my green vermont

Subscribe For My Latest Posts:

The Joys of January

Welcome to My Green Vermont - A Blog by Eulalia Benejam Cobb.
By Eulalia Benejam Cobb

When my children were small, we used to host Christmas. For a week or two every December, parents, grandparents, brothers, sisters, and their dogs gathered under our roof. One notorious year there were twelve people and nine dogs in the house. The dogs included, in addition to our two, my mother’s Lhasa Apso and my father in law’s tiny nondescript mother dog and her litter of newborn puppies, whom he hadn’t had the heart to leave in a kennel. The days were an endless round of meals and games and laundry and more meals, and wondering when our wonky well would run dry, which it did periodically, forcing the twelve of us to be as conservative about water as a tribe of nomads wandering in the desert.

And then it was over. The guests and their canine companions would depart, my husband would go back to work and the girls to school. And once the last batch of sheets had  been washed and dried and the wrapping paper thrown out (this was the seventies, before we felt compelled to save the planet by hoarding every scrap of reusable paper), I was left in solitary splendor. It was cold outside—in those days, we often had snow in northern Maryland. The garden was taking a break until spring, and my only outdoor duty was to feed and water the hens and the two goats, who were pregnant and so didn’t need to be milked. The dogs, emotionally spent by the celebratory chaos, snoozed all day in front of the fire. And until school let out in the afternoon I was free to write and read, and stare out the window.

I didn’t get a lot of staring-out-the-window time back then, which is why I was so devoted to January. The college where I taught gave me the option of teaching an extra course in the spring in exchange for a class-free January, and I always took it. During those thirty days I would, like a bear fattening up for the winter, accumulate the energies that would see me through the spring semester, the birth of the goat kids, the start of the gardening season, and even the following Christmas.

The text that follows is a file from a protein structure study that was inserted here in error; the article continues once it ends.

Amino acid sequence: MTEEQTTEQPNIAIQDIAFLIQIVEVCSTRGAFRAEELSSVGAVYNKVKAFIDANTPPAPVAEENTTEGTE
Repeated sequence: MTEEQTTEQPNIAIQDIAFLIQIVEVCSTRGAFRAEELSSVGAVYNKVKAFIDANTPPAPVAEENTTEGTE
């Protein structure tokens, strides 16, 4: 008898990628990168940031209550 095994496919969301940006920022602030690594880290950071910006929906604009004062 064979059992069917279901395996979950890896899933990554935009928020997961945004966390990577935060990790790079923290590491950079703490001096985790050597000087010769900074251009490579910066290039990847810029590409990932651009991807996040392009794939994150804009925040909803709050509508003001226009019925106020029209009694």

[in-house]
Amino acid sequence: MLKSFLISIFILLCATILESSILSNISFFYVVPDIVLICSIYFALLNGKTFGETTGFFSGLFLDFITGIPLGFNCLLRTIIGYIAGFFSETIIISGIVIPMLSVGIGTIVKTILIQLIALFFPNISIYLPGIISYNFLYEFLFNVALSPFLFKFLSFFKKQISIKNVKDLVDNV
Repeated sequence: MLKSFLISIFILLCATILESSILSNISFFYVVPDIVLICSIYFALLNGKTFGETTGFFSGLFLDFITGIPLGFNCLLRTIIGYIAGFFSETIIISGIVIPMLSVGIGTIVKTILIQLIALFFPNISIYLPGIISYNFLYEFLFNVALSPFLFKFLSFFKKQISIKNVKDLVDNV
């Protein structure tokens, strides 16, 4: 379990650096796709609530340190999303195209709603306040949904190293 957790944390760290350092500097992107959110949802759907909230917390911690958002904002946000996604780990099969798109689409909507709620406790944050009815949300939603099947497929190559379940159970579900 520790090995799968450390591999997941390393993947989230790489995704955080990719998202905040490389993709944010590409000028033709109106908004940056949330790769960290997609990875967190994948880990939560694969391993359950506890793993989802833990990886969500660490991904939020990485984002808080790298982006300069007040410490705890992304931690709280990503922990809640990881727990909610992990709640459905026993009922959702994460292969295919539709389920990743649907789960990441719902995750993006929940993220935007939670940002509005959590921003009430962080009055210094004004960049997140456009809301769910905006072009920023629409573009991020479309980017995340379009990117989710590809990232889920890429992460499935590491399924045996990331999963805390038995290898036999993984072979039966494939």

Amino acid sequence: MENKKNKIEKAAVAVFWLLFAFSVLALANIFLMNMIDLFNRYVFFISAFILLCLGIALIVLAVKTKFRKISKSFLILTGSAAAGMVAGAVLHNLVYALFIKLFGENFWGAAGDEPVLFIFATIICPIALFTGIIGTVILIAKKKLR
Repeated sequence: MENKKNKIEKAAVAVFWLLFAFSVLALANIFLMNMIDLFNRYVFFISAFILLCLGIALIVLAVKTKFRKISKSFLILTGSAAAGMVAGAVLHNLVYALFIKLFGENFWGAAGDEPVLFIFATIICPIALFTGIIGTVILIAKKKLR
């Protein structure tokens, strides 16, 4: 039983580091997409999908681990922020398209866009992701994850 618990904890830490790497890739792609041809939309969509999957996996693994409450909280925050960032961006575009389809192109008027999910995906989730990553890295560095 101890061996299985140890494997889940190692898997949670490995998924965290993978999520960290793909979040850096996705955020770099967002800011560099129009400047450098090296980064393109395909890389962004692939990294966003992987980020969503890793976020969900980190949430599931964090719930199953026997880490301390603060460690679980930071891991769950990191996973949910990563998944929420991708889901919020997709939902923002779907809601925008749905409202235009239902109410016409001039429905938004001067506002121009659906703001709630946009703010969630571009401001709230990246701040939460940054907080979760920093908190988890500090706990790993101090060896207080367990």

Those heroic Christmases are long gone, and the demands of life, which once felt like a tsunami threatening to drown  me, now merely lap gently about my ankles. The desperate trips to the mall, squeezed in between two classes, to find gifts for everyone have been replaced by leisurely pointing and clicking at the computer. Having passed the turkey baster to the next generation, my husband and I are now guests instead of hosts, fed and feted and forbidden to exert ourselves.

Yet I still love January. The December commercial frenzy takes a momentary pause before gearing up for the hearts-and-flowers excesses of February. The days are already a few minutes longer, and the sunlight (when there is sunlight) reflected off the snow makes it so bright that the lavender that I’m trying to winter indoors has put out a couple of hopeful new shoots.  The winter birds only come to the feeders morning and evening, and keep themselves to themselves the rest of the time. If it weren’t for the crows and the occasional chickadee, the silence would be total. But the squirrels are out in force. It’s their mating season, and from dawn to dusk they chase each other, spiraling up and down the tree trunks, oblivious to the cold and having orgies in the canopy. Otherwise, it’s a quiet, empty time, both outdoors and in—a time for staring blankly out the window, and for looking inward as well.




10 Responses

  1. I enjoyed this piece very much,, Eulalia….as I sit and look out the window here in MD with yesterday’s lovely 5 inches of snow covering everything (the first in 2+ years!). I can still identify with the hordes descending and many community obligations–the turkey baster has not been passed in this family yet! Let’s zoom.

  2. the children used to say, “Wouldn’t it be wonderful if we all lived together here all year?” On the brink of collapse, I would hear the hope in their voices. Also, I would be embarrassed at the number of gifts as I looked around Christmas Eve and take the ones I had bought back up in the attic.

  3. why does ‘wistful’ come to mind as I read this? I’ve only ever had one all family celebration in all my time in this country, and even then my son was missing. It was my youngest daughter’s wedding a few years ago, and everyone from my side of the family that came, stayed at my house. How I loved it, and what great memories! But despite my Christmases and New Years these days being ‘ just another day’, i still treasure the silence of January. Much as I am tired of cold, snow and ice, I love days when I can be snowbound. thank you for reminding me of January’s beauty and purpose.

    1. I would say that my enjoyment of those family gatherings was well matched by the relief when they were over, and of course there is wistfulness in the memories. There are no unmixed blessings in this life!

  4. January is ending today. It can go – it has been extremely stressful.

    I want to do my writing, but some paperwork tasks way beyond my comfortable level of participation were not getting done, and I had to stamp my little foot, and take many of them over. I’m even more exhausted than usual.

    I don’t need a repeat soon.

    Hope yours was better.

Leave a Reply

Your email address will not be published. Required fields are marked *